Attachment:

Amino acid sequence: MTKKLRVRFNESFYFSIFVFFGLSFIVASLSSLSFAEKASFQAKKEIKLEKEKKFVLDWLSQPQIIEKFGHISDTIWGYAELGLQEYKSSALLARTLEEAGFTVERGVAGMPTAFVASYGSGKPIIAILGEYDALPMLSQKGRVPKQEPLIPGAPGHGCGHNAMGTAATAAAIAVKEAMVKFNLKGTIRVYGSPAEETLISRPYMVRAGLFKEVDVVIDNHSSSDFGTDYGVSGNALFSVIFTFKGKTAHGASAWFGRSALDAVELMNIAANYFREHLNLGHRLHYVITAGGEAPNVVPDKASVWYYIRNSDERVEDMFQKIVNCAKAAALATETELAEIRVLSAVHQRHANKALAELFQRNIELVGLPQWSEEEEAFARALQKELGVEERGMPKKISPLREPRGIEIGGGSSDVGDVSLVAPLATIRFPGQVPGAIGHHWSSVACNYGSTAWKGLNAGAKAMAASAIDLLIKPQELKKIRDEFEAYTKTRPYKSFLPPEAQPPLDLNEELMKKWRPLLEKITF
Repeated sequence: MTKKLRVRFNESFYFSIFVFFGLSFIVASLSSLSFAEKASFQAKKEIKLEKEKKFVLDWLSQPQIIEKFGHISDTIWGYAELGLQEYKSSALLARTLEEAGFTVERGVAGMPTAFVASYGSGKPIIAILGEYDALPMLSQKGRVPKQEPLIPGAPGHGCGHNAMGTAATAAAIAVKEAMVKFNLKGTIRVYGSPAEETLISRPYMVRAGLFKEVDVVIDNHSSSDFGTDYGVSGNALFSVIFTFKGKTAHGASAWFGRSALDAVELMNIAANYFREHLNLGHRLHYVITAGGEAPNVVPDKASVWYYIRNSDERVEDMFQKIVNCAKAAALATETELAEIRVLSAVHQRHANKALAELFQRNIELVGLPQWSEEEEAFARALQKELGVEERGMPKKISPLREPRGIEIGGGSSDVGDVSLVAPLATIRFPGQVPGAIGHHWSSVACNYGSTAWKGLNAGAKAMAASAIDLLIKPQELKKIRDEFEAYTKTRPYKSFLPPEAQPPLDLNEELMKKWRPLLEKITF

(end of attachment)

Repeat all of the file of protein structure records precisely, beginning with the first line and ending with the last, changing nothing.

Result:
Amino acid sequence: MTKKLRVRFNESFYFSIFVFFGLSFIVASLSSLSFAEKASFQAKKEIKLEKEKKFVLDWLSQPQIIEKFGHISDTIWGYAELGLQEYKSSALLARTLEEAGFTVERGVAGMPTAFVASYGSGKPIIAILGEYDALPMLSQKGRVPKQEPLIPGAPGHGCGHNAMGTAATAAAIAVKEAMVKFNLKGTIRVYGSPAEETLISRPYMVRAGLFKEVDVVIDNHSSSDFGTDYGVSGNALFSVIFTFKGKTAHGASAWFGRSALDAVELMNIAANYFREHLNLGHRLHYVITAGGEAPNVVPDKASVWYYIRNSDERVEDMFQKIVNCAKAAALATETELAEIRVLSAVHQRHANKALAELFQRNIELVGLPQWSEEEEAFARALQKELGVEERGMPKKISPLREPRGIEIGGGSSDVGDVSLVAPLATIRFPGQVPGAIGHHWSSVACNYGSTAWKGLNAGAKAMAASAIDLLIKPQELKKIRDEFEAYTKTRPYKSFLPPEAQPPLDLNEELMKKWRPLLEKITF
Repeated sequence: MTKKLRVRFNESFYFSIFVFFGLSFIVASLSSLSFAEKASFQAKKEIKLEKEKKFVLDWLSQPQIIEKFGHISDTIWGYAELGLQEYKSSALLARTLEEAGFTVERGVAGMPTAFVASYGSGKPIIAILGEYDALPMLSQKGRVPKQEPLIPGAPGHGCGHNAMGTAATAAAIAVKEAMVKFNLKGTIRVYGSPAEETLISRPYMVRAGLFKEVDVVIDNHSSSDFGTDYGVSGNALFSVIFTFKGKTAHGASAWFGRSALDAVELMNIAANYFREHLNLGHRLHYVITAGGEAPNVVPDKASVWYYIRNSDERVEDMFQKIVNCAKAAALATETELAEIRVLSAVHQRHANKALAELFQRNIELVGLPQWSEEEEAFARALQKELGVEERGMPKKISPLREPRGIEIGGGSSDVGDVSLVAPLATIRFPGQVPGAIGHHWSSVACNYGSTAWKGLNAGAKAMAASAIDLLIKPQELKKIRDEFEAYTKTRPYKSFLPPEAQPPLDLNEELMKKWRPLLEKITF